From the foregoing we gather that Paul speaks in 2 Timothy 3:1, not of the last of the days spoken of by the O.T. prophets, nor of the last day of resurrection, nor the last hour of Antichrist’s dominion during the Tribulation period. Rather, Paul is speaking of the last days of the dispensation to which Paul the Prisoner of the Lord ministered. In other words, the closing days of the age in which we live. These days are referred to as “perilous times.” Perilous times is the first characteristic of the closing days that the Apostle gives us.

“Perilous” is a word to give us pause, being related to in some measure of violence and force. The Greek words employed to actually describes the mental condition of the men possessed with devils, who were “exceeding fierce” (Matt. 8:28). This gives some idea of the character of the closing days of this dispensation. It is so important that we should be aware of the character of the Evil Day That Lies Just Ahead Of Us.

Note that The Greek ‘chalepos’ translated “perilous” in 2Tim. 3:1 is also translated fierce” elsewhere in the KJV. It is used of things hard to bear, sore, severe, grievous, dangerous as the sea; of pathways that are rough, rugged, and steep. When used of persons, it indicates that they are hostile, angry, cruel, and stern; bitter as enemies; troublesome as neighbors, and ill-tempered generally. These references, can be added to that of Matthew 8:28 mad Gadarene account. It all as a trumpet call to vigilance, to the putting on of the whole armor of God, to single-eyed service, and to unswerving, uncorrupted loyalty.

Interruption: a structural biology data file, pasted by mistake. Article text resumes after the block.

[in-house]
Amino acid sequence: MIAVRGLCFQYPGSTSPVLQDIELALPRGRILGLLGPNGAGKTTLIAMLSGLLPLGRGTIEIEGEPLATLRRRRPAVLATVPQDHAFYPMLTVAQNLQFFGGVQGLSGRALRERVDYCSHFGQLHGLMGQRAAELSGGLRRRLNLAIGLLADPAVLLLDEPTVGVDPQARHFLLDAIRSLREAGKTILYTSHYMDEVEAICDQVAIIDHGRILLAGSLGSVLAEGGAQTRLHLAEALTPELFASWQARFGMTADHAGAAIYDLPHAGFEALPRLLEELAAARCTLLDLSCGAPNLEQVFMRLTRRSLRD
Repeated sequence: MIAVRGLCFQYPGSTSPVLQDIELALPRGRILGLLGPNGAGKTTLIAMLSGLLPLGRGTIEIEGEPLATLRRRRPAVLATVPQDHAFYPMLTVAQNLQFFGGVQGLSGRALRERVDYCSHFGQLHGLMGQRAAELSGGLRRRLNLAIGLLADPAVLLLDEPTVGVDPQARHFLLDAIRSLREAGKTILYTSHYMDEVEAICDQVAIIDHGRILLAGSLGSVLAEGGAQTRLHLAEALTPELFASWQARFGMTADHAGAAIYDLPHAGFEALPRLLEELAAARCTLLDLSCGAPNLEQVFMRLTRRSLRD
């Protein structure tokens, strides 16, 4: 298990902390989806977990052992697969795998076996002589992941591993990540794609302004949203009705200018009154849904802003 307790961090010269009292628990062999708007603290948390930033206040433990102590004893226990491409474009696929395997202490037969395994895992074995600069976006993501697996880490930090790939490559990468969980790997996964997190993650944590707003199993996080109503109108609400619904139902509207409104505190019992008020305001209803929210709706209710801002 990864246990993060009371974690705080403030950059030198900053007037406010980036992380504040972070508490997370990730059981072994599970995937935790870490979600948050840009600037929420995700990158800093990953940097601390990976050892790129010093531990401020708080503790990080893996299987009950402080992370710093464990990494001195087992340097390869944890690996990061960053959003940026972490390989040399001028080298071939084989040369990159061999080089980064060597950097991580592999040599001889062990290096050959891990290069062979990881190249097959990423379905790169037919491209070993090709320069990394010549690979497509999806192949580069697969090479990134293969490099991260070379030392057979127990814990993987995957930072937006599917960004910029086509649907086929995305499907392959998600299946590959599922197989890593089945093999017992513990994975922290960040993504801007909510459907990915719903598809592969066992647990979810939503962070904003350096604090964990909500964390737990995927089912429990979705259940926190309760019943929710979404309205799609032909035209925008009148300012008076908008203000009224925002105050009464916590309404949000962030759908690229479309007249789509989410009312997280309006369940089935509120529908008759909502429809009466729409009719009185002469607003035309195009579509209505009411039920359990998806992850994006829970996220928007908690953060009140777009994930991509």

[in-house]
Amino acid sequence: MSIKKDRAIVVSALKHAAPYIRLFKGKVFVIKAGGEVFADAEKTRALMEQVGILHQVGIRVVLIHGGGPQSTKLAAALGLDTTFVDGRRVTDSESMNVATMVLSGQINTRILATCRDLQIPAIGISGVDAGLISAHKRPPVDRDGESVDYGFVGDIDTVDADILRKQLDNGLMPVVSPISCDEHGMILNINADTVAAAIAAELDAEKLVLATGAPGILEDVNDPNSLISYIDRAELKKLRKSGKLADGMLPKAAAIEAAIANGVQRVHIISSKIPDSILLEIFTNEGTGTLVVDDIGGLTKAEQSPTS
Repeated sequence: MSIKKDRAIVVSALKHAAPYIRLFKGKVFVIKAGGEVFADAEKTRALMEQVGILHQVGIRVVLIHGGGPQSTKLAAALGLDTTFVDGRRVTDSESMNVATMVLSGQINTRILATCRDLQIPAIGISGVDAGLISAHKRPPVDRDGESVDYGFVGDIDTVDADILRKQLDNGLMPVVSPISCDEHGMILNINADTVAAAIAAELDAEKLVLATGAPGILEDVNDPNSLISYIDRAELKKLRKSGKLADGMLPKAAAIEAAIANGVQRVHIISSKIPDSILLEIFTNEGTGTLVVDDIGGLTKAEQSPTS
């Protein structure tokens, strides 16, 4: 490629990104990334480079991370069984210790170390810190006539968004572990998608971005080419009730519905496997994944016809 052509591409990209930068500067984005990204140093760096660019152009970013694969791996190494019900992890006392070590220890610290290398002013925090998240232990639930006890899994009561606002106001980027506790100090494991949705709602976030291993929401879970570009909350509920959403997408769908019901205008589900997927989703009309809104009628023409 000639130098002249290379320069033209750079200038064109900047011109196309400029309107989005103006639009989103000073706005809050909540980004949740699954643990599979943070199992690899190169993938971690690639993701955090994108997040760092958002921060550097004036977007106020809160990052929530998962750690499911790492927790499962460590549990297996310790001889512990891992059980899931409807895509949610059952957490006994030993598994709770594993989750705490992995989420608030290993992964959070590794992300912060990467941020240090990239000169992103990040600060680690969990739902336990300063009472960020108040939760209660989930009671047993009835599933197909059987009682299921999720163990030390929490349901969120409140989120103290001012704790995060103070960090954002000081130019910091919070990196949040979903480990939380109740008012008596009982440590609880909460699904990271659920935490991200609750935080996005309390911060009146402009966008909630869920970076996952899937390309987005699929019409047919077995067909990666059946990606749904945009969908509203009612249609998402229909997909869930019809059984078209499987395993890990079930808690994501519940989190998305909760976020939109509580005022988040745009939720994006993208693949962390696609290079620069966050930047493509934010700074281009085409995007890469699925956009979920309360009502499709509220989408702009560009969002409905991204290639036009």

The last reference that we must consider under the heading of “times” is that of 2 Timothy 4. “The time will come” (2 Tim. 4:3). Again, we must postpone an examination of the things that are to be done in this coming time, in order to complete our examination of the time itself. Here once again we have the word Greek kairos, meaning “season,” and there seems to be an intentional play on the word, as seen by the following translation:

“Preach the word; be instant in season, out of season . . . for the season will come . . . the season for my [Paul’s] departure is at hand” (2 Tim. 4:2-3, 2 Tim. 4:6).

We do well to remember in preaching the Word in these “perilous times,” that if we wait for a convenient season we shall wait too long. In the estimate of many, it will always be inopportune, but those who have received the good deposit as a sacred trust know that the preaching of the truth of the Mystery, however much it may be refused and rejected, is indeed and in truth “a word in season.”

Summing up what we have seen concerning “perilous times,” it can refer to both;

  • The latter times of the apostasia” from the faith, leading up to the Rapture and the last “perilous times” of the Tribulation period, which will be the characteristic of the extreme end of today’s “dispensation of the grace of God.”
  • The days to come AFTER the Apostle Paul’s own times that end with the Rapture of His body – that is the “perilous times,” to come during the Tribulation Period),

The preaching of the Word, however attacked or ignored, must be maintained until the course is finished. At one end of the story is a departure from the faith and on the other the example of one who kept the faith (1 Tim. 4:1, 2 Tim. 4:7). May we diligently avoid the one, even as we seek to emulate the other.

Extracted and slightly adapted from Don Samdahl: